April @ The Steadfast Reader



Less Than Thrilling Thursday: The Great Zoo of China

Posted 15 January, 2015 by April @ The Steadfast Reader in Reviews

Less Than Thrilling Thursday: The Great Zoo of ChinaThe Great Zoo of China by Matthew Reilly
Published by Simon and Schuster on January 27th 2015
Genres: Action & Adventure, Fiction, General, Thrillers
Pages: 416

I received this book for free from the publisher in exchange honest review consideration. This does not affect my opinion of the book or the content of my review.

It is a secret the Chinese government has been keeping for forty years. They have proven the existence of dragons—a landmark discovery no one could ever believe is real, and a scientific revelation that will amaze the world. Now the Chinese are ready to unveil their astonishing findings within the greatest zoo ever constructed. A small group of VIPs and journalists has been brought to the zoo deep within China to see these fabulous creatures for the first time. Among them is Dr. Cassandra Jane “CJ” Cameron, a writer for National Geographic and an expert on reptiles. The visitors are assured by their Chinese hosts that they will be struck with wonder at these beasts, that the dragons are perfectly safe, and that nothing can go wrong. Of course it can’t…

Aw, man. If I’d read that synopsis before picking up the book, maybe I could have saved myself some time and trouble. So look, call me a Spoiler-McSpoilerson, but I’m going to tell you something you find out in the first five pages of the book – if you haven’t figured it out already. The species the Chinese have obtained to amaze the world are dinosaurs dragons.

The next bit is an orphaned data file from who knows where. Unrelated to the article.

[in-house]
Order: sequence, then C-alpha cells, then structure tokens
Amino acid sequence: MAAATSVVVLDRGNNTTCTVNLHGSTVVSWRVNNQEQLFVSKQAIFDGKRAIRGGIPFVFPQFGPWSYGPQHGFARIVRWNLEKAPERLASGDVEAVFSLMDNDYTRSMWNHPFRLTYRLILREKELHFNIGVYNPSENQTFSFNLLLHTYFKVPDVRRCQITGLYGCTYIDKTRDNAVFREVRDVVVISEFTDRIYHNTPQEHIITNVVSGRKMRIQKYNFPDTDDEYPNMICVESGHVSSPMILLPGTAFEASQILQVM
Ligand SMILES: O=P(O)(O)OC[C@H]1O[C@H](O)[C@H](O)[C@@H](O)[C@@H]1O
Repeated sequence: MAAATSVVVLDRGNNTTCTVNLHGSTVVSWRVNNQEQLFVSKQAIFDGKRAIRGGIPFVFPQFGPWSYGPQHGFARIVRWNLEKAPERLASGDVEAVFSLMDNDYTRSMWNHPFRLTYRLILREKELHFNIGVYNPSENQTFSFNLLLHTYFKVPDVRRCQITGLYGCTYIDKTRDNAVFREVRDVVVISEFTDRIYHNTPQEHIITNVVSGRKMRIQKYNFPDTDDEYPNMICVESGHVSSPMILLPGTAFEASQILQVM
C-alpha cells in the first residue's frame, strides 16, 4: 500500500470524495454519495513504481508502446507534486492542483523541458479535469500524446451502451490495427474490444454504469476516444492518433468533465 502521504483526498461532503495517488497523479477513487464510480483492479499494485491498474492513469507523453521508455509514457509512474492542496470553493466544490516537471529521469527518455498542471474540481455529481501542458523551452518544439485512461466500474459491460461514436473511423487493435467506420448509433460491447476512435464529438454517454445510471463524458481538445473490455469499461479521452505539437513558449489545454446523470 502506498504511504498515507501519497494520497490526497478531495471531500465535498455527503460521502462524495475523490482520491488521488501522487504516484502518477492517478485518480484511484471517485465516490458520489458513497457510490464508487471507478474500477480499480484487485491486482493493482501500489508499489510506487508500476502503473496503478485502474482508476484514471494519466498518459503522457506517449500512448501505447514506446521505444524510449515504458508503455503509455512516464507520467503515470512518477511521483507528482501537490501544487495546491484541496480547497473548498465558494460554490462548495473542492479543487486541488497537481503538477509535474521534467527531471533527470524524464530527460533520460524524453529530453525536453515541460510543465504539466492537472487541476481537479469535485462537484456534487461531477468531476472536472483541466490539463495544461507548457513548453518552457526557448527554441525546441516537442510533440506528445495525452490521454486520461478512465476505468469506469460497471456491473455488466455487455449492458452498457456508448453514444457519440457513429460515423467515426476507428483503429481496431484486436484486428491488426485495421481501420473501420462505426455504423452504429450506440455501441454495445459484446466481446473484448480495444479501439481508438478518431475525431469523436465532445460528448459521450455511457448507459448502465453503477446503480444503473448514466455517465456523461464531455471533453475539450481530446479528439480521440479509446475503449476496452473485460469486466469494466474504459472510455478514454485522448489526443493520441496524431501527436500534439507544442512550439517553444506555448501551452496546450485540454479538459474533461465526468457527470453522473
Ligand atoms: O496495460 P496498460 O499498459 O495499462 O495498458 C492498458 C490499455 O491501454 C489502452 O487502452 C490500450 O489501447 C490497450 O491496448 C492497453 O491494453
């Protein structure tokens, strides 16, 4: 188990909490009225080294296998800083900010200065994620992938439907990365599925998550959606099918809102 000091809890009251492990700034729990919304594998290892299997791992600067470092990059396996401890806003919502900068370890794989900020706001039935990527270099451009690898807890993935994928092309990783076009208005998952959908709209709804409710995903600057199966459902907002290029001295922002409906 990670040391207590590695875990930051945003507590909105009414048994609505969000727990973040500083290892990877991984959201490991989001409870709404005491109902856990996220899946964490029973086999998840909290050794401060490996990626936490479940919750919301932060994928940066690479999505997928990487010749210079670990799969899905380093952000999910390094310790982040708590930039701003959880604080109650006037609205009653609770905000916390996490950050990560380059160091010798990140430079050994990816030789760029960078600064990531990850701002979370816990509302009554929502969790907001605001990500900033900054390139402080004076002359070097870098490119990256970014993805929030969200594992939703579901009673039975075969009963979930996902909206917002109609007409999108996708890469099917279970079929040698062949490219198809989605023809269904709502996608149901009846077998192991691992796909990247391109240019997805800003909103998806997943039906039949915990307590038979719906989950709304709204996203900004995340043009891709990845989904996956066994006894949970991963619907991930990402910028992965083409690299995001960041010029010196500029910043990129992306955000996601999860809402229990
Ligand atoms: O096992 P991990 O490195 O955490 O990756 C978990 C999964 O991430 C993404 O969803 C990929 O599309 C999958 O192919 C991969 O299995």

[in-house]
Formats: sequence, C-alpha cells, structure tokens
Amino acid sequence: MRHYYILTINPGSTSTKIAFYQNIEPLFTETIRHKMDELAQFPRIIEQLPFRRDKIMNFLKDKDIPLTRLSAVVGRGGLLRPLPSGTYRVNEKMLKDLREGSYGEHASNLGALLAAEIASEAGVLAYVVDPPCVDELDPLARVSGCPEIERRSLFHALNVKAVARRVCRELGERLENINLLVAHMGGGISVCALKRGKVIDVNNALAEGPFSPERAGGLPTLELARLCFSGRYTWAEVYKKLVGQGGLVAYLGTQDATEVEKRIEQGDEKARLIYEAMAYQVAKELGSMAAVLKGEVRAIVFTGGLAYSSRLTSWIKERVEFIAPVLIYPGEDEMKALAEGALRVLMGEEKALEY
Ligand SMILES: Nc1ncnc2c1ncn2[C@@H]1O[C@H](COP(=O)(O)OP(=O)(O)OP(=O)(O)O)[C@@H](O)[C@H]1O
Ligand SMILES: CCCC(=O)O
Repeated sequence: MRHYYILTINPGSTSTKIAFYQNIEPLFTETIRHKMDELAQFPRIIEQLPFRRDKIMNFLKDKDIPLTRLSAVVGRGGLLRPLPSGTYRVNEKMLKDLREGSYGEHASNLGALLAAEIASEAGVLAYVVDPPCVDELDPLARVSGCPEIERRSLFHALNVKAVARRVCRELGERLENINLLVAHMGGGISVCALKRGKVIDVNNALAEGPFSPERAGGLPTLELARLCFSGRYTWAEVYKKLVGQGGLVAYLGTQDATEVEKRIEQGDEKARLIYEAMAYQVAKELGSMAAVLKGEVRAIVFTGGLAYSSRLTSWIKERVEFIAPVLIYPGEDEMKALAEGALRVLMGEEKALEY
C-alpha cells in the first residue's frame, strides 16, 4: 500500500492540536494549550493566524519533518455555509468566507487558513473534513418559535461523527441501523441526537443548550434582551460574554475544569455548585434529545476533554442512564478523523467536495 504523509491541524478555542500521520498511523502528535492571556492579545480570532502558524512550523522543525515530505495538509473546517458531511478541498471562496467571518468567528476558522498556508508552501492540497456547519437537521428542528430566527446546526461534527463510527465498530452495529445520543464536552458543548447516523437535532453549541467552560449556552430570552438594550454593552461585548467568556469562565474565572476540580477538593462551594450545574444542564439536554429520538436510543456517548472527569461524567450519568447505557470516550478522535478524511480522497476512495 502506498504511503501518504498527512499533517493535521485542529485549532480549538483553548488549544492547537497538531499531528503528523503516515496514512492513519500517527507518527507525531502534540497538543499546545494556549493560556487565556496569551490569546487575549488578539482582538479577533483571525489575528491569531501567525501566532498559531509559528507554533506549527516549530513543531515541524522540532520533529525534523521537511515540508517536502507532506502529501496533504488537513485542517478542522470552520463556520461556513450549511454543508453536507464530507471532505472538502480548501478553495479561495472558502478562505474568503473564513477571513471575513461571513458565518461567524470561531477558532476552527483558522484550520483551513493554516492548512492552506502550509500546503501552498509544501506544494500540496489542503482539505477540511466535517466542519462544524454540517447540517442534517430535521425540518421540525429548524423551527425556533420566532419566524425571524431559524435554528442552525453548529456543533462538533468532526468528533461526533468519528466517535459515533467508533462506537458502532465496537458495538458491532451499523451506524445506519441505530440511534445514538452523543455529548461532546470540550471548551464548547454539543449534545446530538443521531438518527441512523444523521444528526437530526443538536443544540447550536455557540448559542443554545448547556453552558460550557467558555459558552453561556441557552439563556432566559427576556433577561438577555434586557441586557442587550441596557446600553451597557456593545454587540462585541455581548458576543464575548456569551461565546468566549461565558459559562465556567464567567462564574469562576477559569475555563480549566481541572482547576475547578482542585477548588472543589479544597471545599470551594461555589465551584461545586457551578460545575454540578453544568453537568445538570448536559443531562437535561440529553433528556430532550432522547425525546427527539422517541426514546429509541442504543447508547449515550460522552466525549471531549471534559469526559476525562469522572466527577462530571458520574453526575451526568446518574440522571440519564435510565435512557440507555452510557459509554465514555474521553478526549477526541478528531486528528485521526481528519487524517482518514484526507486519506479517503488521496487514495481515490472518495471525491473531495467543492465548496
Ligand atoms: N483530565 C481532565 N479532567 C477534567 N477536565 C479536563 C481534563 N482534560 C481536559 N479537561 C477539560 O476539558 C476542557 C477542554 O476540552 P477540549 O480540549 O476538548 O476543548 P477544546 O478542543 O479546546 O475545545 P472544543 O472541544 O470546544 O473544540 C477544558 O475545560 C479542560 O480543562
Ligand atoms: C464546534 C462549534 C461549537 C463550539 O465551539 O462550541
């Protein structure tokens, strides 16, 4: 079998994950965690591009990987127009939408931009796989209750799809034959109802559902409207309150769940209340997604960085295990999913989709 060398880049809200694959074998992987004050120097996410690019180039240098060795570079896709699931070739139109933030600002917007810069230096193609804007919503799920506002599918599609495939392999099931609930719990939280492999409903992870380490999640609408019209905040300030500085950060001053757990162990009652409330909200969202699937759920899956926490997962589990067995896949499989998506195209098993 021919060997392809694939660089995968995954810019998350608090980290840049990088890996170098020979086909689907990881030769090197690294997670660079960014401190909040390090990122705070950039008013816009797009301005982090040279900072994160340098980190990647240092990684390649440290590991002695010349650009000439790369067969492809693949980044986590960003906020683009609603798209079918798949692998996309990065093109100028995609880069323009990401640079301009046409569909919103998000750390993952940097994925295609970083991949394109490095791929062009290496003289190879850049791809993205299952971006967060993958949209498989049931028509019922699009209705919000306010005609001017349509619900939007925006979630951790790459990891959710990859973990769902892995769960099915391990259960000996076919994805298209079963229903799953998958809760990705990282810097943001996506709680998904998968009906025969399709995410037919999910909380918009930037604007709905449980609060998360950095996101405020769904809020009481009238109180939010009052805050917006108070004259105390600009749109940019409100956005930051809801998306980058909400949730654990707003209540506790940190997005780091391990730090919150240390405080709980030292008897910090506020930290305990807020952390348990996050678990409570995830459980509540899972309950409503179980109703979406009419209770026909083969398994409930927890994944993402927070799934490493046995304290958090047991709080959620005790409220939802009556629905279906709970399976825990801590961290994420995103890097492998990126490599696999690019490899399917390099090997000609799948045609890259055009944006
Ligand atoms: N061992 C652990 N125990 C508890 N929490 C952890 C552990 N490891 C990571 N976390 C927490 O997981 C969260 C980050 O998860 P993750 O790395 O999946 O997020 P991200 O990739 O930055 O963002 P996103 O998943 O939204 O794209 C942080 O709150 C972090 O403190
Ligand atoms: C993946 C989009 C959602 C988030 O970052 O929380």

This book is basically piece for piece a novelization of the movie Jurassic Park. Sure they’re dragons instead of dinosaurs, it takes place in China instead of Costa Rica. My favorite quote of the book by far is:

“It’s pretty cool and impressive… if you never saw fucking Jurassic Park.”

Also there’s:

“These cable cars are the best in the world. Swiss designed.”

Does that sound anything like John Hammond’s repeated insistence that there is ‘Nothing but the best.’ in Jurassic Park? And so it goes, someone hides in a dumb waiter at some point. The dragons are fierce and intelligent and the humans continually underestimate them. The scrappy but brilliant scientist brings as many people through the park alive as she can. 

There are a few interesting points on how the dragons are bred, the dragon’s intelligence, and the security system dreamed up for the park. But overall, for me this book was entirely too action driven and the action was entirely too predictable. The author didn’t give the characters any time to just sit down and develop, there were non-stop obstacles and someone was always running from a dragon or hanging onto a racing garbage truck for dear life. 

I also got a little giggle from the author interview at the end (bless his heart), he said that he knew there would be inevitable comparisons to Jurassic Park and pointed out where the two diverge. This book is different (says the author, I’m paraphrasing) because it’s set in China, the beasts are dragons not dinosaurs, China is a country looking to make their mark on the world stage not a private company bringing in experts to see a park and determine it’s suitability, and on and on.

Who might enjoy this? People who love the movie Jurassic Park AND love action novels. This one wasn’t for me as I only fit one of those categories, but on the bright side, this novel inspired me to re-read Jurassic Park and pick up Crichton’s The Lost World for the first time.